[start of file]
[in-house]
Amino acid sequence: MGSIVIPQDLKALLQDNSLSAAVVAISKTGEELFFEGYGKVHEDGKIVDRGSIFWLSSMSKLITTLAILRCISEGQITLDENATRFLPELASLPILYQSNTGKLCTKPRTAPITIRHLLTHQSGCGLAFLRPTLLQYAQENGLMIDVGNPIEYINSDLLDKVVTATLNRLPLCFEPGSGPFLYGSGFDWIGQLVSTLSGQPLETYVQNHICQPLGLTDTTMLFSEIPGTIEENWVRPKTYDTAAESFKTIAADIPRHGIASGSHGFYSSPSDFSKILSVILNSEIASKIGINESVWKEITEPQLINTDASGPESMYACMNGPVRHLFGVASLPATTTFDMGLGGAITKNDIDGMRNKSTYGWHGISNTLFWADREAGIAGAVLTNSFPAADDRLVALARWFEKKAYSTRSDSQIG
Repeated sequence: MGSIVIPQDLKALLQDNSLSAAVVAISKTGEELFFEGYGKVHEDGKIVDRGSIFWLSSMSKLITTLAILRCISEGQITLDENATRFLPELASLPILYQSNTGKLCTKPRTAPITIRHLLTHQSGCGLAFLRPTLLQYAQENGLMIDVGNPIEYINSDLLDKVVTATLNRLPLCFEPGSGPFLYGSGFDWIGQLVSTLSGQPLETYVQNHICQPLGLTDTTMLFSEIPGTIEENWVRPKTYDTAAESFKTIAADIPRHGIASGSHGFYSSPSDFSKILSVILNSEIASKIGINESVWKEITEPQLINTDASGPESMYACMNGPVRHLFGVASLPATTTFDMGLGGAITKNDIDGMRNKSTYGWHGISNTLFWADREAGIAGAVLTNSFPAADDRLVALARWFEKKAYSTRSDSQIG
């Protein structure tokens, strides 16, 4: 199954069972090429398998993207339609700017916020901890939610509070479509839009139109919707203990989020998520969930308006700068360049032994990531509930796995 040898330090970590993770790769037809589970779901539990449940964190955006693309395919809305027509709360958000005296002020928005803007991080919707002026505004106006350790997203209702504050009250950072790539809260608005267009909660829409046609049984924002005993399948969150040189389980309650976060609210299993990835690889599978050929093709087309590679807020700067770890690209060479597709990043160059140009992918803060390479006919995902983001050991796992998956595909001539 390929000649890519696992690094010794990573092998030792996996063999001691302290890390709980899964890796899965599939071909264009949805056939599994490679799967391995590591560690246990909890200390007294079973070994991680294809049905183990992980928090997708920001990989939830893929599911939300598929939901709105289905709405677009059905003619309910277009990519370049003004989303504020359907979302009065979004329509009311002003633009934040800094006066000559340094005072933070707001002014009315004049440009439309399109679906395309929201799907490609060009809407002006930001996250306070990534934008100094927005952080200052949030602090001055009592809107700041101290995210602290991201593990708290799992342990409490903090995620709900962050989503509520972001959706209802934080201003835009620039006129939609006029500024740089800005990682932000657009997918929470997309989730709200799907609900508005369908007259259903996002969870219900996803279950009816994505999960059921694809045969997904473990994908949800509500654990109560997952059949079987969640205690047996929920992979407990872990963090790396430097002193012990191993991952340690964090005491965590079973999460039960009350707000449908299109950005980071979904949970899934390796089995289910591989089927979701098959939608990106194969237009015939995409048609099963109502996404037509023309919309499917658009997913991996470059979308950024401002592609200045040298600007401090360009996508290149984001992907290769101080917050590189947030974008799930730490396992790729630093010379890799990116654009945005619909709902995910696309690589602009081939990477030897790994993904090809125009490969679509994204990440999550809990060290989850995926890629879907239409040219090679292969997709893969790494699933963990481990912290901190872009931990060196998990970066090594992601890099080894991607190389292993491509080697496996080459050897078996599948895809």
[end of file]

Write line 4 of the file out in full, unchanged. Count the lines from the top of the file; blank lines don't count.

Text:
């Protein structure tokens, strides 16, 4: 199954069972090429398998993207339609700017916020901890939610509070479509839009139109919707203990989020998520969930308006700068360049032994990531509930796995 040898330090970590993770790769037809589970779901539990449940964190955006693309395919809305027509709360958000005296002020928005803007991080919707002026505004106006350790997203209702504050009250950072790539809260608005267009909660829409046609049984924002005993399948969150040189389980309650976060609210299993990835690889599978050929093709087309590679807020700067770890690209060479597709990043160059140009992918803060390479006919995902983001050991796992998956595909001539 390929000649890519696992690094010794990573092998030792996996063999001691302290890390709980899964890796899965599939071909264009949805056939599994490679799967391995590591560690246990909890200390007294079973070994991680294809049905183990992980928090997708920001990989939830893929599911939300598929939901709105289905709405677009059905003619309910277009990519370049003004989303504020359907979302009065979004329509009311002003633009934040800094006066000559340094005072933070707001002014009315004049440009439309399109679906395309929201799907490609060009809407002006930001996250306070990534934008100094927005952080200052949030602090001055009592809107700041101290995210602290991201593990708290799992342990409490903090995620709900962050989503509520972001959706209802934080201003835009620039006129939609006029500024740089800005990682932000657009997918929470997309989730709200799907609900508005369908007259259903996002969870219900996803279950009816994505999960059921694809045969997904473990994908949800509500654990109560997952059949079987969640205690047996929920992979407990872990963090790396430097002193012990191993991952340690964090005491965590079973999460039960009350707000449908299109950005980071979904949970899934390796089995289910591989089927979701098959939608990106194969237009015939995409048609099963109502996404037509023309919309499917658009997913991996470059979308950024401002592609200045040298600007401090360009996508290149984001992907290769101080917050590189947030974008799930730490396992790729630093010379890799990116654009945005619909709902995910696309690589602009081939990477030897790994993904090809125009490969679509994204990440999550809990060290989850995926890629879907239409040219090679292969997709893969790494699933963990481990912290901190872009931990060196998990970066090594992601890099080894991607190389292993491509080697496996080459050897078996599948895809």